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NFL Expected To Land Huge Thursday Night Deal

Jason Barrett

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One of the last big sports rights opportunities for several years is about to become available to TV networks. The NFL’s Thursday Night Football — which for the past two seasons has aired on CBS via one-year deals — is generating intense interest as the league is likely to extend the length of the package significantly to bring it in line with other TV rights pacts, most of which run through the 2022 season.

Analysts predict a long-term Thursday Night Football arrangement could go for $600 million annually and potentially much higher when deal making begins in earnest in January.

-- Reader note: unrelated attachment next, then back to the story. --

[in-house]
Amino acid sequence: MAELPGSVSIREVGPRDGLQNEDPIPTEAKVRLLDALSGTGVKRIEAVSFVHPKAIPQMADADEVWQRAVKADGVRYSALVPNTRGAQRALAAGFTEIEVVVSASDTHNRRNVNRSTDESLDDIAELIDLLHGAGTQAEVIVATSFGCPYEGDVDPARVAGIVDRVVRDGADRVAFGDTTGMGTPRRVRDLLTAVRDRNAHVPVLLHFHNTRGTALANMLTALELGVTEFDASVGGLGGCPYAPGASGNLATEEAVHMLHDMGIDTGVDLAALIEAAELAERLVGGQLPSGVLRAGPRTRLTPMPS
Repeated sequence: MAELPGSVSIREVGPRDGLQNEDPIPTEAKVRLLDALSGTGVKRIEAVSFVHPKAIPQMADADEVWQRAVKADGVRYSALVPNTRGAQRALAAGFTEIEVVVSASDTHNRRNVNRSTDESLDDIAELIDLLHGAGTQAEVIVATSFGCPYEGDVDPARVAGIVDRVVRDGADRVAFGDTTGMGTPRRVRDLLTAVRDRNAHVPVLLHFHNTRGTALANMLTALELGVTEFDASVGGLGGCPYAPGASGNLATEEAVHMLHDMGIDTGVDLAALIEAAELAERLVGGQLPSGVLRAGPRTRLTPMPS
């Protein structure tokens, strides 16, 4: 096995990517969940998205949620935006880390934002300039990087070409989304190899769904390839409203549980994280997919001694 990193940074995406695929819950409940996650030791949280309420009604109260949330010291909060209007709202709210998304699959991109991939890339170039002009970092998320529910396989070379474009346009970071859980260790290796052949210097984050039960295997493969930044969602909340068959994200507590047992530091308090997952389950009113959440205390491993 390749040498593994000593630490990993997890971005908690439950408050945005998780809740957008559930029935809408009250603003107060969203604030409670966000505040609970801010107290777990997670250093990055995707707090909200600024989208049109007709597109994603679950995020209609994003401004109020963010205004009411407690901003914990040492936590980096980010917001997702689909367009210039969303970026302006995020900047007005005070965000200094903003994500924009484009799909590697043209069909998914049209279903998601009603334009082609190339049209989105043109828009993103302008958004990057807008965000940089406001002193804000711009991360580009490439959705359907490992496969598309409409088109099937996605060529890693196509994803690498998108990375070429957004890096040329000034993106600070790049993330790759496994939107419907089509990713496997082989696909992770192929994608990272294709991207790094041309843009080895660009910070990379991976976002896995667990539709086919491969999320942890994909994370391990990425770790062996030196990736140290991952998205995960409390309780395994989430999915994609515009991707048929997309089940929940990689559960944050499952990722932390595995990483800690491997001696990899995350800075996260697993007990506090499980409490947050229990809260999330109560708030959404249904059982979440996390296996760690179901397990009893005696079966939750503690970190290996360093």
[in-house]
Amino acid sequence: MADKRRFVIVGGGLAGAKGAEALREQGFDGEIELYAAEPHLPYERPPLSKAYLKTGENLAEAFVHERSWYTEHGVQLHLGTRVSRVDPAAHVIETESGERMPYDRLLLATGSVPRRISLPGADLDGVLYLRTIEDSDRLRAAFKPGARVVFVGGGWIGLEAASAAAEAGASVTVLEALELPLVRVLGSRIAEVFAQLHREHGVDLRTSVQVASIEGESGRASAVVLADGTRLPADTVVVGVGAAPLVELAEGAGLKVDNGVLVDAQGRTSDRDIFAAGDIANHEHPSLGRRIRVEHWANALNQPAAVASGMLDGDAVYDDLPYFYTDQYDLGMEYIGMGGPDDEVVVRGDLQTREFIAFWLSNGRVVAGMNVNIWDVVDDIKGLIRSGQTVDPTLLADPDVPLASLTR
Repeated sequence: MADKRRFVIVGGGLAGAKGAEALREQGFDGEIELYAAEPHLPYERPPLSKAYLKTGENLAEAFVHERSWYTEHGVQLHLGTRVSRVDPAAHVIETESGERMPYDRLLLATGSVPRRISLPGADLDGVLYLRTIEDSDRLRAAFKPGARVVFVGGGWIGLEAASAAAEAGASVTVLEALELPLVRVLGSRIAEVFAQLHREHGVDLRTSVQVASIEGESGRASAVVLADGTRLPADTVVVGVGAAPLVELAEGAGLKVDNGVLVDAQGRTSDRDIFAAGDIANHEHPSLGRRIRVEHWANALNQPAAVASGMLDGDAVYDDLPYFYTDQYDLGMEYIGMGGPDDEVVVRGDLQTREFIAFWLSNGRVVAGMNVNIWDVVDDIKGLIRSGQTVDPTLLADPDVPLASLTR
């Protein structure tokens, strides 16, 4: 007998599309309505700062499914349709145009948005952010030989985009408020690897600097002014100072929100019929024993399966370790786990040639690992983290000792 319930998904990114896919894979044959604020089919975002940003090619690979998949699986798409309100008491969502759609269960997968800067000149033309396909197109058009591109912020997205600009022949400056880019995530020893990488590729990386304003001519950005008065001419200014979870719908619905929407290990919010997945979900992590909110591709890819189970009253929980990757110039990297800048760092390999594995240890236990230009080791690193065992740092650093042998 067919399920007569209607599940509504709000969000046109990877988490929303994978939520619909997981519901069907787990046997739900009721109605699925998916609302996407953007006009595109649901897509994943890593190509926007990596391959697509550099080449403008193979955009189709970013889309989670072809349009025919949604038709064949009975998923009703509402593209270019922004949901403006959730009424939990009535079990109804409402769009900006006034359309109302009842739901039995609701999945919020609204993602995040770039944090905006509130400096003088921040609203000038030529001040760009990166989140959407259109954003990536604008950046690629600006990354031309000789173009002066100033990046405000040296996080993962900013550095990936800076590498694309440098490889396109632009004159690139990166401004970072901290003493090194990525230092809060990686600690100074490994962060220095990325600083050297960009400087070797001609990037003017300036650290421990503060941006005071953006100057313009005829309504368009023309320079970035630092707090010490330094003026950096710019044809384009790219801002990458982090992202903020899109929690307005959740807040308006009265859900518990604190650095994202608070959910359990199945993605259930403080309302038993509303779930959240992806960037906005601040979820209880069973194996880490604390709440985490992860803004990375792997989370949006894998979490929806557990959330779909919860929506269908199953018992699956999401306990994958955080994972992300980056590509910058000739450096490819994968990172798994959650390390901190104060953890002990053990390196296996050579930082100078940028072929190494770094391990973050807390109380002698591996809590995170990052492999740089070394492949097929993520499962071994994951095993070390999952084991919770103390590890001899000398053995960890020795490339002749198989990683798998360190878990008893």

CBS, Fox, NBC and Turner have signaled interest in the Thursday package. As the incumbent, CBS Sports chairman Sean McManus would seem to have an advantage. (The net paid $275 million for the eight-game Thursday package last season and re-upped this season for about $300 million.)

But the games are said to be a top priority for NBCUniversal CEO Steve Burke. Certainly, NBC Sports under Mark Lazarus has been aggressive in acquiring and keeping live contests. Last year, the company agreed to pay $7.75 billion for six Olympics, locking up the Games through 2032. Turner Sports also has indicated a strong desire for Thursday Night Football.

Last year, TNF averaged a little more than 12 million viewers a game on CBS and NFL Network, where they are simulcast. This season, the Sept. 17 TNF opener set a record for the franchise, with more than 21 million viewers watching the Denver Broncos and Kansas City Chiefs. But critics say the Thursday games often feature inferior matchups, and the fluctuating ratings reflect those hit-and-miss contests.